Fukushima nuclear plant operator: seismometers broke

TOKYO (AP) – The operator of the destroyed Fukushima nuclear power plant said Monday that two seismometers in one of its three melted reactors had been out of service since last year and did not collect data when a powerful earthquake struck the area earlier this year. month.

The recognition raised new questions about whether the company’s risk management has improved since a massive earthquake and tsunami in 2011 destroyed much of the plant.

The malfunctioning seismometers emerged during a meeting of the Nuclear Regulatory Authority on Monday to discuss further damage to the plant as a result of a 7.3 magnitude earthquake that struck the region on February 13. Cooling water levels and pressure dropped in Unit 1 and 3 reactors, indicating damage to their primary containment chambers.

The operator, Tokyo Electric Power Co., has been repeatedly criticized for cover-ups and delayed disclosures of problems at the plant.

Regulatory officials asked TEPCO at the meeting why it had no seismological data from the Unit 3 reactor for Saturday’s earthquake, and utility officials acknowledged that both seismometers had failed, one in July and the other in October, and they had never been repaired.

TEPCO also said that the seismometers in all but two of the reactor buildings that survived the 2011 disaster were submerged by tsunami water and have never been replaced.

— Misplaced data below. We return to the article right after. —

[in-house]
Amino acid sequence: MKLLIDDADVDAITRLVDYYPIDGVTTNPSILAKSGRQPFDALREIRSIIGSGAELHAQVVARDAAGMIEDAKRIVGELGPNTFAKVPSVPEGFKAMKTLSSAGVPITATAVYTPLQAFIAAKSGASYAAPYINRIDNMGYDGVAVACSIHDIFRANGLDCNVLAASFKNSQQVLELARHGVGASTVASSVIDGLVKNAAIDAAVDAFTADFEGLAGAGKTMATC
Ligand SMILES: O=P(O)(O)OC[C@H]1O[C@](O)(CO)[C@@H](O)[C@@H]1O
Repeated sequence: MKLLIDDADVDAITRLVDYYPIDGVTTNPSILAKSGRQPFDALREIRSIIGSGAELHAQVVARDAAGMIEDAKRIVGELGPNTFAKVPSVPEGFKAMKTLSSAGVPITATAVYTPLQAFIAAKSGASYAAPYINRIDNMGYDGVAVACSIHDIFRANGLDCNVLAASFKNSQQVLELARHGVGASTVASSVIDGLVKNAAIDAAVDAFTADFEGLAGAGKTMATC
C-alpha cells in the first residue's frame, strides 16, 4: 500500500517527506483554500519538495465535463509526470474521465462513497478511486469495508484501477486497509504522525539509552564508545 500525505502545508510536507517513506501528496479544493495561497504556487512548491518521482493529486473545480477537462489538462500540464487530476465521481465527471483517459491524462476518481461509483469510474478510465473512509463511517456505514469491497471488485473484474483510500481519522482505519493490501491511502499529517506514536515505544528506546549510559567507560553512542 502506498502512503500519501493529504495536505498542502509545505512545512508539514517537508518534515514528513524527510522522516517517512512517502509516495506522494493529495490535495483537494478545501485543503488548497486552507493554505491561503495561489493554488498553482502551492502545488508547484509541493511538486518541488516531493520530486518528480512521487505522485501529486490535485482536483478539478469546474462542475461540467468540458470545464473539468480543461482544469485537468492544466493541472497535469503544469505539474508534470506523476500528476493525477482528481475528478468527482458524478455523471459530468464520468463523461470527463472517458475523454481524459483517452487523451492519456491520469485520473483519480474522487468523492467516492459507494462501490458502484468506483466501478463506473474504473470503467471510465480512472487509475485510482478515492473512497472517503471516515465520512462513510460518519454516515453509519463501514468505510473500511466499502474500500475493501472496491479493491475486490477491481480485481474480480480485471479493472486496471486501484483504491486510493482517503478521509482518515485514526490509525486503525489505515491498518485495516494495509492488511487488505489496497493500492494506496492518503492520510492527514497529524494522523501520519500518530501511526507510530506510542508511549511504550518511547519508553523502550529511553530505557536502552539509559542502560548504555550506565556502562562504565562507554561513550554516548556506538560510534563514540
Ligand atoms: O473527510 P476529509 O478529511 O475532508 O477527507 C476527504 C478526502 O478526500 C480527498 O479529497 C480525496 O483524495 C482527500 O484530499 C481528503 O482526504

During Monday’s meeting, regulatory officials said they were concerned about decreasing water levels and pressure in the primary containment chambers of Unit 1 and 3 due to the possibility that the earthquake had expanded existing damage or opened new leak paths, and urged the utility company to closely check for elevated levels of radiation in the groundwater surrounding the reactor buildings.

TEPCO said that so far no anomalies have been detected in the water samples.

Further damage could further complicate the already difficult process of decommissioning the plant and increase the large amounts of contaminated water stored at the plant.

Since the 2011 disaster, cooling water has been steadily leaking from damaged primary containment vessels into the basements of reactor and turbine buildings, where the volume increases as groundwater seeps in. The water is pumped and treated, then some of it is reused as cooling water, while the rest is stored in about 1,000 tanks.

TEPCO initially reported that there were no anomalies at the plant since Saturday’s earthquake. But on Monday, he said that about 20 of the tanks had slipped slightly due to the earthquake, a storage container containing radioactive waste had tipped and the plant’s asphalt pavement was cracked.


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